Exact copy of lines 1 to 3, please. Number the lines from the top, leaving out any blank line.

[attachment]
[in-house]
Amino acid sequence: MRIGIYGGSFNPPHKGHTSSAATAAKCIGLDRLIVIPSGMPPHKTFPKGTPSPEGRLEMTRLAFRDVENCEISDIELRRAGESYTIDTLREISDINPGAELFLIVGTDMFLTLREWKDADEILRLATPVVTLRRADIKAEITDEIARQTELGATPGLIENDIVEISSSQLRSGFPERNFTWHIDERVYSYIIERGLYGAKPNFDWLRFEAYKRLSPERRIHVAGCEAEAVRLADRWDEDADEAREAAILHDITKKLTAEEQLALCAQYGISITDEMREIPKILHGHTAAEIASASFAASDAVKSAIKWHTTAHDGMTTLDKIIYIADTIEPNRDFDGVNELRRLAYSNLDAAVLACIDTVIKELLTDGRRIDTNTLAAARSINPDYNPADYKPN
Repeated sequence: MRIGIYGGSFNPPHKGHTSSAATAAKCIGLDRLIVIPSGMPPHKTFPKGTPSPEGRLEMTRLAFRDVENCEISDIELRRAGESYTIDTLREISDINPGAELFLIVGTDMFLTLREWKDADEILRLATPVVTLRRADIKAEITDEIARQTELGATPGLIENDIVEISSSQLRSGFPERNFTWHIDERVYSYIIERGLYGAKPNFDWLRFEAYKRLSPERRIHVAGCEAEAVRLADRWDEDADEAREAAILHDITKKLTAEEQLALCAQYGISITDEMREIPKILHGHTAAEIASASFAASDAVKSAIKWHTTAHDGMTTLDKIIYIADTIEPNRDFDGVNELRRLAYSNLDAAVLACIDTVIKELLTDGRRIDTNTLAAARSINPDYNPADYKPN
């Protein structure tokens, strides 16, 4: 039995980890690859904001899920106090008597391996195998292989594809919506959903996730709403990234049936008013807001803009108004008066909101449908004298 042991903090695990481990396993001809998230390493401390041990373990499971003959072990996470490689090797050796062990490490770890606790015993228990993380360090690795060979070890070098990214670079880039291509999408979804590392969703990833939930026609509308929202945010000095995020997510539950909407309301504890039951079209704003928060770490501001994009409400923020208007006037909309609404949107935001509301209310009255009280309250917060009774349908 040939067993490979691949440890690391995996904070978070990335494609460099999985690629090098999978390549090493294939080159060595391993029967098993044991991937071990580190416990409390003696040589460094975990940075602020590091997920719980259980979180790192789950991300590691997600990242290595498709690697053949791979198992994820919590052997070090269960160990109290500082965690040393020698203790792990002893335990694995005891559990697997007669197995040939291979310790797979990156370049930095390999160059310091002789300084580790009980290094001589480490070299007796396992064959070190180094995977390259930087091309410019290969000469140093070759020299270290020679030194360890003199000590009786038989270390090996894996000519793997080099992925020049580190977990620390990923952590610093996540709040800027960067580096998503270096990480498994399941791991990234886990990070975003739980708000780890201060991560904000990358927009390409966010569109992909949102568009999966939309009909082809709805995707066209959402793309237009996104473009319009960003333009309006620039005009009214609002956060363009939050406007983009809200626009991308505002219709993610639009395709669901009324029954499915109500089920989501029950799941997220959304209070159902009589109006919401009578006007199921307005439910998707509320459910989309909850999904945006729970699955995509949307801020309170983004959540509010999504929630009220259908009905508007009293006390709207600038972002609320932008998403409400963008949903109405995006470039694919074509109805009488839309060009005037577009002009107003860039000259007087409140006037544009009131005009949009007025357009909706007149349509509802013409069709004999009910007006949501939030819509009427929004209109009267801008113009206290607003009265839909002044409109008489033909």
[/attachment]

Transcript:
[in-house]
Amino acid sequence: MRIGIYGGSFNPPHKGHTSSAATAAKCIGLDRLIVIPSGMPPHKTFPKGTPSPEGRLEMTRLAFRDVENCEISDIELRRAGESYTIDTLREISDINPGAELFLIVGTDMFLTLREWKDADEILRLATPVVTLRRADIKAEITDEIARQTELGATPGLIENDIVEISSSQLRSGFPERNFTWHIDERVYSYIIERGLYGAKPNFDWLRFEAYKRLSPERRIHVAGCEAEAVRLADRWDEDADEAREAAILHDITKKLTAEEQLALCAQYGISITDEMREIPKILHGHTAAEIASASFAASDAVKSAIKWHTTAHDGMTTLDKIIYIADTIEPNRDFDGVNELRRLAYSNLDAAVLACIDTVIKELLTDGRRIDTNTLAAARSINPDYNPADYKPN
Repeated sequence: MRIGIYGGSFNPPHKGHTSSAATAAKCIGLDRLIVIPSGMPPHKTFPKGTPSPEGRLEMTRLAFRDVENCEISDIELRRAGESYTIDTLREISDINPGAELFLIVGTDMFLTLREWKDADEILRLATPVVTLRRADIKAEITDEIARQTELGATPGLIENDIVEISSSQLRSGFPERNFTWHIDERVYSYIIERGLYGAKPNFDWLRFEAYKRLSPERRIHVAGCEAEAVRLADRWDEDADEAREAAILHDITKKLTAEEQLALCAQYGISITDEMREIPKILHGHTAAEIASASFAASDAVKSAIKWHTTAHDGMTTLDKIIYIADTIEPNRDFDGVNELRRLAYSNLDAAVLACIDTVIKELLTDGRRIDTNTLAAARSINPDYNPADYKPN